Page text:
(On this commemoration of All Souls, beginning this month dedicated to all the faithful departed, here is a meditation on the great Saint Catherine of Genoa, who spread the devotion of praying for and with the Holy Souls in Purgatory, all the while as one of the true reformers of Christ’s Holy Church.)
Whilst great figures often take the historical stage, it is easy to forget that individual choices truly make history. St. Catherine of Genoa is a saint who helped to shape the Catholic reformation through a hidden life of prayer and abandonment to God. Her sufferings as a young bride influenced her later life of prayer and work, and she is best known for her writings on the love of God and Purgatory. In relation to the modern Church, her trustful surrender provides a compelling contrast to Luther’s scrupulosity, and her far-reaching influence shows the fruitfulness of little things done well.
Catherine was born in 1447 in Genoa, Italy, to the wealthy and influential Fieschi family (Williams, 17). She died in 1510, at the cusp of the protestant revolt. While quite young, she was drawn to penitential practices. Her biography describes her as, “very delicate and beautiful in person” (Life and Doctrine 8), and sensitive to Christ’s sufferings. She had a picture of the Pieta, and upon looking at it, experienced a violent sorrow and love for Christ (Life and Doctrine 8). At the age of thirteen she requested to join a convent, but was refused. Her parents arranged a marriage for her to benefit the family, and thus, at the age of sixteen, she married Giuliano Adorno (Williams 17).
Unfortunately, her husband was a worldly man, “occasionally violent” (Williams 17) and a gambler. He was hardly at home. Meanwhile, Catherine was “of a reserved and sensitive disposition” (Williams 18). She spent the first five years of her marriage hiding at home, and the next five trying to fit into the fashionable upper-class life of her husband’s world. She finally reached her breaking point, and prayed to St. Benedict for help (Williams 18). During confession, she received such an intense awareness of her sinfulness and God’s love for her, that it was like a wound piercing her heart (Life and Doctrine 10). This was the great turning point in her life, as well as beginning of her profound interior life.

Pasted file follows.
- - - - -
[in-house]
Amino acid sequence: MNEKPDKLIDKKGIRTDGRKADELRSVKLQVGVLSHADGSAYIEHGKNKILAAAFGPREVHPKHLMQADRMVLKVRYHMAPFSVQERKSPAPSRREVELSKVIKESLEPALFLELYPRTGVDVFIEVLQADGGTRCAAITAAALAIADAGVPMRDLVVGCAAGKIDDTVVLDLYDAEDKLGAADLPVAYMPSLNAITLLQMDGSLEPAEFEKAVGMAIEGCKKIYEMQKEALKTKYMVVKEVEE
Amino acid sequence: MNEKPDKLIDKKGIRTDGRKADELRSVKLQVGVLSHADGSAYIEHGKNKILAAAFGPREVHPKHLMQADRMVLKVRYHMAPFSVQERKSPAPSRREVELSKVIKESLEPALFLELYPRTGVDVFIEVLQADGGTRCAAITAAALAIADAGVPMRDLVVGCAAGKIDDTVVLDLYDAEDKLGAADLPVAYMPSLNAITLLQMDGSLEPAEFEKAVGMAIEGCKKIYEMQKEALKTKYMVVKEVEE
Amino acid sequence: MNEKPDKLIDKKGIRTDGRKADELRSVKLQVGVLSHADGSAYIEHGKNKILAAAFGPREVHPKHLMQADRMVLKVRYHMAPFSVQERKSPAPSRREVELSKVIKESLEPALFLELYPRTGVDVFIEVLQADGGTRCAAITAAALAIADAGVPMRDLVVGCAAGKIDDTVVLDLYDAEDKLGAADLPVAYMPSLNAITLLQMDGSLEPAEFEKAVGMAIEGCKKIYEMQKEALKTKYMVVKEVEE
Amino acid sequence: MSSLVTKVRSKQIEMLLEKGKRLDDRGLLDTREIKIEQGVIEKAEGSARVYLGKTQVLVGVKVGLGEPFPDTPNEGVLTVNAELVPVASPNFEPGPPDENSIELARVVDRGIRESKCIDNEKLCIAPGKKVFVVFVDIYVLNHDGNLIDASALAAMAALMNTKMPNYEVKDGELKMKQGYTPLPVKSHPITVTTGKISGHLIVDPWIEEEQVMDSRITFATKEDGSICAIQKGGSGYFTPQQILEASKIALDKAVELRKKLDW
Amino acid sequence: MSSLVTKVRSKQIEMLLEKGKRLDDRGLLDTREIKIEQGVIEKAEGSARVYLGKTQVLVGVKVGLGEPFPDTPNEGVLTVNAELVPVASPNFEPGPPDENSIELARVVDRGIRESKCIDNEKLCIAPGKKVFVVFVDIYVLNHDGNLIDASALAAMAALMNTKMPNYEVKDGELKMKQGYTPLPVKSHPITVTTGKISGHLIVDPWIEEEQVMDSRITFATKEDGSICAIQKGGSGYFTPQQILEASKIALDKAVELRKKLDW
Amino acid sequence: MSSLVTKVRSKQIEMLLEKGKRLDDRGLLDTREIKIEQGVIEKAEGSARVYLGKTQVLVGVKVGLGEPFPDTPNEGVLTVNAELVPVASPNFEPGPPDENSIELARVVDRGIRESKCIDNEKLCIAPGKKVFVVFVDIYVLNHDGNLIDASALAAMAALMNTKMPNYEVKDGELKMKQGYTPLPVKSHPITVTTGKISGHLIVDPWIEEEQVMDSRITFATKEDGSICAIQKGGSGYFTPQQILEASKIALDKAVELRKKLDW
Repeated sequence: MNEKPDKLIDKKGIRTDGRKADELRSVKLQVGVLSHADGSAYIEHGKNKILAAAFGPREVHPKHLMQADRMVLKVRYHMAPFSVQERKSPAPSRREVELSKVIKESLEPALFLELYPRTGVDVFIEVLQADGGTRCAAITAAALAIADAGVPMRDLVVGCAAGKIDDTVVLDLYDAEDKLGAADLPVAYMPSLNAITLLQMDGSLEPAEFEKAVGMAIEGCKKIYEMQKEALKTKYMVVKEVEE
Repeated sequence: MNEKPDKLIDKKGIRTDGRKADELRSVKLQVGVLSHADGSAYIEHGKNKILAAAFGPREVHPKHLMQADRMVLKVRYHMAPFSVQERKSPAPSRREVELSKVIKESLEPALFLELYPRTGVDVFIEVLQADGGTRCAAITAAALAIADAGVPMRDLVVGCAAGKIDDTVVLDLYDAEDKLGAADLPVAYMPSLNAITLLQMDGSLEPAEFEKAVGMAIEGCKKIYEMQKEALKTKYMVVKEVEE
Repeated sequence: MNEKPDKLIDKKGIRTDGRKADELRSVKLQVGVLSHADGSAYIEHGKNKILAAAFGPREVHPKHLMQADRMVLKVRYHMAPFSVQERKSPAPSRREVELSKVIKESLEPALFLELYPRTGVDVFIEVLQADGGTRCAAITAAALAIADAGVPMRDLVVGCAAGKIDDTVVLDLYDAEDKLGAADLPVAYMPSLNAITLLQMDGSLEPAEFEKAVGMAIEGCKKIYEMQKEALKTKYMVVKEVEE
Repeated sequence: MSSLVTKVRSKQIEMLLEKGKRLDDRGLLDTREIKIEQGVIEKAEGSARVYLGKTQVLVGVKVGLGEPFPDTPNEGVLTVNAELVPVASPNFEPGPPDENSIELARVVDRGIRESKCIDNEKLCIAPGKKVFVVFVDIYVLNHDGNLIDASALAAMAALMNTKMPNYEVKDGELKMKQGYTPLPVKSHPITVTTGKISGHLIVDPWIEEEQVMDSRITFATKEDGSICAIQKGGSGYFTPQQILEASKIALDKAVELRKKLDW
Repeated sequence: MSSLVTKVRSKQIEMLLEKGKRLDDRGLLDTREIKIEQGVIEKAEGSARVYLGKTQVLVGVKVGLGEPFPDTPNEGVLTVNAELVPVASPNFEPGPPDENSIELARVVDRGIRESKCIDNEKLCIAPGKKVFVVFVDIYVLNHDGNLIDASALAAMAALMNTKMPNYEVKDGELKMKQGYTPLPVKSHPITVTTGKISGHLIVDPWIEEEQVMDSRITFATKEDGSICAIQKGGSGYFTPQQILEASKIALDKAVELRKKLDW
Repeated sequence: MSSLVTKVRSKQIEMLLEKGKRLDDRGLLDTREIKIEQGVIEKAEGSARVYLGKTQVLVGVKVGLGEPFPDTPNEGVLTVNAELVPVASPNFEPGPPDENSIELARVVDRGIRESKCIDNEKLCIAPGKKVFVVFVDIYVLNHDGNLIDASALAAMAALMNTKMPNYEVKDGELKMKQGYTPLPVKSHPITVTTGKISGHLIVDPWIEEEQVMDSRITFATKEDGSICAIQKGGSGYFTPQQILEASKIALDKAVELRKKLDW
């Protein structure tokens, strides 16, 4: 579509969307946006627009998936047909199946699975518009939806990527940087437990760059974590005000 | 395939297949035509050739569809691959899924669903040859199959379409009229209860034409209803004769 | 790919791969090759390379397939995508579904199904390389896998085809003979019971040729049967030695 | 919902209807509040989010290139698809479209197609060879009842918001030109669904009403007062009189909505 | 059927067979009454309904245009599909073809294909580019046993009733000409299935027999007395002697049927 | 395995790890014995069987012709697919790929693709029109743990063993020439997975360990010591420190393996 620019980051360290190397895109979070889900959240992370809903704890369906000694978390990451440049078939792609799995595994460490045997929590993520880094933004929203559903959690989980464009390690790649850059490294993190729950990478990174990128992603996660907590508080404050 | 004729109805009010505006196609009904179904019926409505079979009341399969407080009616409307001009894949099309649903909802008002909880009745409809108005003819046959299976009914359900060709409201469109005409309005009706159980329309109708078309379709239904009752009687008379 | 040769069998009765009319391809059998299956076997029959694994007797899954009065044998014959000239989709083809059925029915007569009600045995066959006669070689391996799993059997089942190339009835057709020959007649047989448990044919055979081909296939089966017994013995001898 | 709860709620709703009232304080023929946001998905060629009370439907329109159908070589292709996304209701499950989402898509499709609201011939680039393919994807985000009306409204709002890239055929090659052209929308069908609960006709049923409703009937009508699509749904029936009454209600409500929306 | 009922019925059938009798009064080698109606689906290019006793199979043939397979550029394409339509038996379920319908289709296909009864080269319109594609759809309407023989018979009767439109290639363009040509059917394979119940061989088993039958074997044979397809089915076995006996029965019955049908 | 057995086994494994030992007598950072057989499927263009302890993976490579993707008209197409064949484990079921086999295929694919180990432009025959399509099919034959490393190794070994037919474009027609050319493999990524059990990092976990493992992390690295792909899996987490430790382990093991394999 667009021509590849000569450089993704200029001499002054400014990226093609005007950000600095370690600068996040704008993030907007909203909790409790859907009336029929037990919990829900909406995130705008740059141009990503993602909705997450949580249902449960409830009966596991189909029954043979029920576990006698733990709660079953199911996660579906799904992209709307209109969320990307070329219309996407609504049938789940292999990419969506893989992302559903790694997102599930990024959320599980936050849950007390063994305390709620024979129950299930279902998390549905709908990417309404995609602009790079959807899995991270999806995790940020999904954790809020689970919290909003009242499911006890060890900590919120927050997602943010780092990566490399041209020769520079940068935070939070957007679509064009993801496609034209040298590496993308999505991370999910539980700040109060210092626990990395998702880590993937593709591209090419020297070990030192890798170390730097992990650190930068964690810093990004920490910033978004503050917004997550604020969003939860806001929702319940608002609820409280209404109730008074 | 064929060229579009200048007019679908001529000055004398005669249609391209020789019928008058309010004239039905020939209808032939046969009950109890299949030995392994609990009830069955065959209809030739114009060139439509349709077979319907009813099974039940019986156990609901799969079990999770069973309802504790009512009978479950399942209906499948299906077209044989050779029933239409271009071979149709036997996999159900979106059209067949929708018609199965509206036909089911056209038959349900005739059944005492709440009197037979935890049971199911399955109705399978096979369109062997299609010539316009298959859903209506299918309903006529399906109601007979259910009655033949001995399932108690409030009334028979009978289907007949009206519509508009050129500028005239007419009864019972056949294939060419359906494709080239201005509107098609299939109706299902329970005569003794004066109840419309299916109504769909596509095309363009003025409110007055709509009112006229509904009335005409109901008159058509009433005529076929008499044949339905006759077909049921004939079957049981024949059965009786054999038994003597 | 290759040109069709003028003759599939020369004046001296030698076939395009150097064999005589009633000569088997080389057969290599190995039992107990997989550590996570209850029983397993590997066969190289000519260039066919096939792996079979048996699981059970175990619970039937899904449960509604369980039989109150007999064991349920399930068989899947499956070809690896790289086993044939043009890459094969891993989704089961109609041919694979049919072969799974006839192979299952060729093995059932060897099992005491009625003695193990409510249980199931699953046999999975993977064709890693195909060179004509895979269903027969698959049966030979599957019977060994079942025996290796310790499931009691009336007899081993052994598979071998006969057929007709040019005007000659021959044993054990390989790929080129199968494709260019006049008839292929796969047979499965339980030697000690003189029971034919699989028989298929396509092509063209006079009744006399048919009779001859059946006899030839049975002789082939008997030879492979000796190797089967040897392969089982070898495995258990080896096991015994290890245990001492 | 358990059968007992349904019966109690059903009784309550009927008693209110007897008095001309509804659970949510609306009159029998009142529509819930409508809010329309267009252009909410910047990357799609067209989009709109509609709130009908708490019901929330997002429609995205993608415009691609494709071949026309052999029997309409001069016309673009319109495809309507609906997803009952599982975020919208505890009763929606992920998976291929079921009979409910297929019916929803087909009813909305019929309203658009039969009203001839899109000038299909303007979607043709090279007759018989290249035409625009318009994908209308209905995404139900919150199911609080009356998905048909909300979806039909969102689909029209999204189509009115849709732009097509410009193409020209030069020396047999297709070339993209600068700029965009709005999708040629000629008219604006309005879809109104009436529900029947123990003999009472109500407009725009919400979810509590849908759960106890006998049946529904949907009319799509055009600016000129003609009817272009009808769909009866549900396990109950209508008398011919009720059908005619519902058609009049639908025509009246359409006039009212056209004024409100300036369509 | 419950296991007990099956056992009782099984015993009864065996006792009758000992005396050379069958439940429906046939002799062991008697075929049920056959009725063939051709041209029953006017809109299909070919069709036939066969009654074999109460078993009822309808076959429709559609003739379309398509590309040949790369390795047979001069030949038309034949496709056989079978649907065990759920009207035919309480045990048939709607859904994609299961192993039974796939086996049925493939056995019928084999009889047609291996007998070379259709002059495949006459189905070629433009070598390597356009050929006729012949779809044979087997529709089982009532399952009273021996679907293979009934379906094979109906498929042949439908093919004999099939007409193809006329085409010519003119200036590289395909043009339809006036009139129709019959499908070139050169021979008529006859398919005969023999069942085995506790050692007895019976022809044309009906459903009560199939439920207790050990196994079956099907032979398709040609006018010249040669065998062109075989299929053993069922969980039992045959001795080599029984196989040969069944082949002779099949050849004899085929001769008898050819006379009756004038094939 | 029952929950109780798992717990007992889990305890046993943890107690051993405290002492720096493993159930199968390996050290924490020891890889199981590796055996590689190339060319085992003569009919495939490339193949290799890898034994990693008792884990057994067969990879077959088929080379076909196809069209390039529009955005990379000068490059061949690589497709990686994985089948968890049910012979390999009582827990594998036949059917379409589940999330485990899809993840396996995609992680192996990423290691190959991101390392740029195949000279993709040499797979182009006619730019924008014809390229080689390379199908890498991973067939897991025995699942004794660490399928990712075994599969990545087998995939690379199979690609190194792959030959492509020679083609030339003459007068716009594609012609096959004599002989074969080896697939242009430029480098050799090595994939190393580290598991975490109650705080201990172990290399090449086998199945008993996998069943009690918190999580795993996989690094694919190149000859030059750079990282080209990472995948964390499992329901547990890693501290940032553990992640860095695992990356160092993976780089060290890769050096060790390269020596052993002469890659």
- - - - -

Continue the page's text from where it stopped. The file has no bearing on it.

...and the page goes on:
Catherine is a mystic, most known for her writings on the love of God and on purgatory. She wrote the Spiritual Dialogue of the Soul and Body, which tells the story of her battle to replace self-love with Christ’s love. Her keen awareness of her sinfulness comes out strongly in her writings. “Without the help of God” she says, “I should never do any good thing. So sure am I of this, that if all the angels of heaven were to tell me I have something good in me, I should not believe them” (Life and Doctrine 22). Yet, as it says in her biography, her awareness of sin’s gravity only caused her to place more confidence in God: “Hence, knowing herself, all the confidence of this great soul was in God… and having placed all her trust in God, and given him full control of her, she covered herself under the mantle of his providential care” (Life and Doctrine 37).